Organizations have increased their oversight of business continuity management activities, according to a new survey by KPMG that found 71 percent of respondents indicating they have a senior management advisory or steering committee in place, up from 65 percent in a 2011-2012 survey.
While that figure represents an improvement from the past study, approximately 30 percent of the survey respondents indicated that no such governance capability is currently in place in their organization.
The study also revealed that despite a rise in cyber-related threats, 36 percent of organizations reported that they do not address cyber terrorism in their business continuity management program and related plans. Organizations with steering committees are more likely to include cyber-terrorism in their BCM program and related plans, at 46 percent of those respondents, compared to 32 percent for those without steering committees.
The 2013-2014 Continuity Insights and KPMG LLP Global Business Continuity Management Program Benchmarking Study surveyed 434 executives from over 22 countries on the current state of their BCM programs and the drivers for further program development.
“Having a formal oversight function, like a steering committee, that is visible and provides guidance in the development and maturity of the BCM Program, is a key success factor for organizations that get BCM right,” said Tony Buffomante, a principal in the Information Protection and Business Resilience practice at KPMG, in a statement. “More frequently than ever before, organizations are experiencing incidents or interruptions that require activation of one or more business continuity plans, particularly around IT or cyber security, social media and data privacy, requiring they remain vigilant in the development, maintenance and monitoring of their business continuity programs.”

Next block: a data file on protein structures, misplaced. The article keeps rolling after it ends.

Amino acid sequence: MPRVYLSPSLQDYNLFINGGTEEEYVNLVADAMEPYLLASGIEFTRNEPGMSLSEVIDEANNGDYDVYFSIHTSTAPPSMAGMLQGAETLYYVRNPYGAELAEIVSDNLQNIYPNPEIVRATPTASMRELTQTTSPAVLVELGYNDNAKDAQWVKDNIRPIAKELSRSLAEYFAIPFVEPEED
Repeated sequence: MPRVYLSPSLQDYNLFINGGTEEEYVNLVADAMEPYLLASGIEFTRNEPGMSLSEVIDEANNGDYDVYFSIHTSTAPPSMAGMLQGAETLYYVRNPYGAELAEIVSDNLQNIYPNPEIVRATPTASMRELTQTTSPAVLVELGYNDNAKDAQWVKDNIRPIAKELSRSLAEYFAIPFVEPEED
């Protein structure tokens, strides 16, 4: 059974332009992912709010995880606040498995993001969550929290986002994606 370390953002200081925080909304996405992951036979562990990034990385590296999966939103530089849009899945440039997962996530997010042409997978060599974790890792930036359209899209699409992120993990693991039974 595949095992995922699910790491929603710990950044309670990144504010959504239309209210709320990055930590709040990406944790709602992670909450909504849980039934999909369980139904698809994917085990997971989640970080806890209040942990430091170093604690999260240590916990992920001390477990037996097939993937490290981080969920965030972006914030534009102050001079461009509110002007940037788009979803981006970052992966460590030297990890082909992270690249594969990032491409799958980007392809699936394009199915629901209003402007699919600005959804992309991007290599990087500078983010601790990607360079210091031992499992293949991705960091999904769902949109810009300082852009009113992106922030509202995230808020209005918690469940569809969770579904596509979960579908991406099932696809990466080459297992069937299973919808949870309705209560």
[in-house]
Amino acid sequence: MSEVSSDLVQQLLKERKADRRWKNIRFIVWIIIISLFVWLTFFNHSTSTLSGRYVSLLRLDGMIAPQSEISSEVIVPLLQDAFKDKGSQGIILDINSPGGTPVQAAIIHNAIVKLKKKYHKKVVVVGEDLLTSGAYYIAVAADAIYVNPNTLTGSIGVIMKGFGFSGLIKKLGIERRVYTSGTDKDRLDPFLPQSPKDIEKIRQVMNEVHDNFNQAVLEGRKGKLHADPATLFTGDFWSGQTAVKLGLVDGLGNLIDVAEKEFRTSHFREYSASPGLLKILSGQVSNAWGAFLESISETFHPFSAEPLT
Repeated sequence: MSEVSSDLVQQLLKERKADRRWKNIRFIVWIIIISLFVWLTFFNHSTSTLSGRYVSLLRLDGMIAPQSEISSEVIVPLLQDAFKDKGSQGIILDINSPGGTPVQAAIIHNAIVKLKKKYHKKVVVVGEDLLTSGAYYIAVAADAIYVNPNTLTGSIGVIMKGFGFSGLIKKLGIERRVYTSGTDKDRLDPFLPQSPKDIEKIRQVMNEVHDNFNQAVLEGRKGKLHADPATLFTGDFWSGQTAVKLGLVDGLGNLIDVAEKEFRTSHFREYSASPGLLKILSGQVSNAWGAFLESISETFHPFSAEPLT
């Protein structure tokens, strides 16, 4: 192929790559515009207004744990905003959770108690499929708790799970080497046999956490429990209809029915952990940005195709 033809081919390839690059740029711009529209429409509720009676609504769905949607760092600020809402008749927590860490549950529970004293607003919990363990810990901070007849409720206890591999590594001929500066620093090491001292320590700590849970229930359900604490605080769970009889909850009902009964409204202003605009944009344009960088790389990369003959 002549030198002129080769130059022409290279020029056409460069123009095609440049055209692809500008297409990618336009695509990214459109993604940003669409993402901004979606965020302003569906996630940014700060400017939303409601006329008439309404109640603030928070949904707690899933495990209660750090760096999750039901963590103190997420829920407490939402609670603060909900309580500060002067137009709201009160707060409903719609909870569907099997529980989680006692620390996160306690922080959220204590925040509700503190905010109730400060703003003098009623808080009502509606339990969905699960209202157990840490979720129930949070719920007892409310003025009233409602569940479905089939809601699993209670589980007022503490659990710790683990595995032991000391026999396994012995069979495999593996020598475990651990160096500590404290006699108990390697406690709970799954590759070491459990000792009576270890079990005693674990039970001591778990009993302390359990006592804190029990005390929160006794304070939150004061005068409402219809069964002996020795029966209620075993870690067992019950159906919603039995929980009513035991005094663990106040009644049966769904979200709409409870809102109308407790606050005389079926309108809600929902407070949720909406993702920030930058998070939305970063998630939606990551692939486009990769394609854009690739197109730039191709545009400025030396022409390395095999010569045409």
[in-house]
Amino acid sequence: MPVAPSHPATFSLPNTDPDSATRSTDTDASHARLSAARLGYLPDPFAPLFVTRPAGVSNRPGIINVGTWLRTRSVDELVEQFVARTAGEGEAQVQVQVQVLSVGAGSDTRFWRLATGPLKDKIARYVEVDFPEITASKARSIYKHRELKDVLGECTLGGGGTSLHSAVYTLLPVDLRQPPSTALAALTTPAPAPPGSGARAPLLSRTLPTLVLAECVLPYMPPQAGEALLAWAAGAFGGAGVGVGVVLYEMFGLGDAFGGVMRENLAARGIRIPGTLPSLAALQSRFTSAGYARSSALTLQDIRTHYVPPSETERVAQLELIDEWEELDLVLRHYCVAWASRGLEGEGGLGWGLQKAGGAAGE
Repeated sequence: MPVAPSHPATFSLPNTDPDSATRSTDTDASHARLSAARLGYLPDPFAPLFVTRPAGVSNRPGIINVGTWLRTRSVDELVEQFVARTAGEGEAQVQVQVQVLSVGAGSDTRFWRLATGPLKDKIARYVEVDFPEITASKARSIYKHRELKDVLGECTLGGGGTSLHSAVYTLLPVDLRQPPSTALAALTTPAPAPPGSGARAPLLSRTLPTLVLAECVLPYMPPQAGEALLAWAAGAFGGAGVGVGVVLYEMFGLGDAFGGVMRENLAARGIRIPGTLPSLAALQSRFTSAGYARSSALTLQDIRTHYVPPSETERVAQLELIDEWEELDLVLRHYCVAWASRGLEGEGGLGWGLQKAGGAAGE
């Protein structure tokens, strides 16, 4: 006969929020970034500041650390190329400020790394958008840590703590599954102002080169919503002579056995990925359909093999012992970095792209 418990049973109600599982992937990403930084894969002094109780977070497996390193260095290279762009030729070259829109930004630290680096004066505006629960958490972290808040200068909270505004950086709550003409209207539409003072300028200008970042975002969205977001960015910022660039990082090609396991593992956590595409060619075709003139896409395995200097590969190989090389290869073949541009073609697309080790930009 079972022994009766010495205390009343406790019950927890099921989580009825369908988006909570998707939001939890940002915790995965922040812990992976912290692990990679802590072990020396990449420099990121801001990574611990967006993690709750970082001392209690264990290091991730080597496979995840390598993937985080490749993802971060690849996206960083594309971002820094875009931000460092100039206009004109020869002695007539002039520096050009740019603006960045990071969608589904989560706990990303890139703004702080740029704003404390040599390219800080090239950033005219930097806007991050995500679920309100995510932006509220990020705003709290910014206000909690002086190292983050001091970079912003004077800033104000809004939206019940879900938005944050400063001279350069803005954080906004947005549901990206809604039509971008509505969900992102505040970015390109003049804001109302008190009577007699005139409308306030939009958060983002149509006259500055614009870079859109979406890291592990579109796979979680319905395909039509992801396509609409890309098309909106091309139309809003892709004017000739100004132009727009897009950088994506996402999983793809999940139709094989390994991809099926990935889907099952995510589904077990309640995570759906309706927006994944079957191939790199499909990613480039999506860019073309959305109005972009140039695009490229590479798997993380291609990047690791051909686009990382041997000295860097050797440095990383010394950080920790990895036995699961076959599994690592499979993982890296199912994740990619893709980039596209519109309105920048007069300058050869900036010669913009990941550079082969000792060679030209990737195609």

The survey showed there is a significantly higher level of BCM program integration with key functional organizations, third parties and public authorities where a steering committee is in place. The survey revealed that those with this oversight in place reported higher success rates in a number of BCM facets, including an increase in conducting periodic business impact analysis, achieving recovery time objectives, an increased rate of adopting global standards such as ISO 22301 and a noticeable rise in addressing cyber security in their BCM programs and related plans.